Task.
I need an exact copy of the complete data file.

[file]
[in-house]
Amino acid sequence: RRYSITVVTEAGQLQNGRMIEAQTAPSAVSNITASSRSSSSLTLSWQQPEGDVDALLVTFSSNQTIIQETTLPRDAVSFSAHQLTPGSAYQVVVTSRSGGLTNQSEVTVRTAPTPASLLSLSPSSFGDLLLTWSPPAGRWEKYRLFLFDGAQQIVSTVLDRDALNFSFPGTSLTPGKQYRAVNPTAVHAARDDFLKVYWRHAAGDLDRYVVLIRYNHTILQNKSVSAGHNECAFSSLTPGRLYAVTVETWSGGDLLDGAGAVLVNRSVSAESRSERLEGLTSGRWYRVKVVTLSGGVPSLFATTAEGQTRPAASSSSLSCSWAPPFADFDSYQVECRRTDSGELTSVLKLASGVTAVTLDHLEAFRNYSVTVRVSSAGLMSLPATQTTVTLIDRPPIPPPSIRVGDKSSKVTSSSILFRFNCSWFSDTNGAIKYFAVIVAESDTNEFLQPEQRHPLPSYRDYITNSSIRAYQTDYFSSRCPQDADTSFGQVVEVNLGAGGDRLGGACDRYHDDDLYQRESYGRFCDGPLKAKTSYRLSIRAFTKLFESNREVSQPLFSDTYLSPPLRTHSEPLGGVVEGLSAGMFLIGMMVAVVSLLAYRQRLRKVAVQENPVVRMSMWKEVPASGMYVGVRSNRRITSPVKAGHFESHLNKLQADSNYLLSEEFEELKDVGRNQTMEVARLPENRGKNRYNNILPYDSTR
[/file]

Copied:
[in-house]
Amino acid sequence: RRYSITVVTEAGQLQNGRMIEAQTAPSAVSNITASSRSSSSLTLSWQQPEGDVDALLVTFSSNQTIIQETTLPRDAVSFSAHQLTPGSAYQVVVTSRSGGLTNQSEVTVRTAPTPASLLSLSPSSFGDLLLTWSPPAGRWEKYRLFLFDGAQQIVSTVLDRDALNFSFPGTSLTPGKQYRAVNPTAVHAARDDFLKVYWRHAAGDLDRYVVLIRYNHTILQNKSVSAGHNECAFSSLTPGRLYAVTVETWSGGDLLDGAGAVLVNRSVSAESRSERLEGLTSGRWYRVKVVTLSGGVPSLFATTAEGQTRPAASSSSLSCSWAPPFADFDSYQVECRRTDSGELTSVLKLASGVTAVTLDHLEAFRNYSVTVRVSSAGLMSLPATQTTVTLIDRPPIPPPSIRVGDKSSKVTSSSILFRFNCSWFSDTNGAIKYFAVIVAESDTNEFLQPEQRHPLPSYRDYITNSSIRAYQTDYFSSRCPQDADTSFGQVVEVNLGAGGDRLGGACDRYHDDDLYQRESYGRFCDGPLKAKTSYRLSIRAFTKLFESNREVSQPLFSDTYLSPPLRTHSEPLGGVVEGLSAGMFLIGMMVAVVSLLAYRQRLRKVAVQENPVVRMSMWKEVPASGMYVGVRSNRRITSPVKAGHFESHLNKLQADSNYLLSEEFEELKDVGRNQTMEVARLPENRGKNRYNNILPYDSTR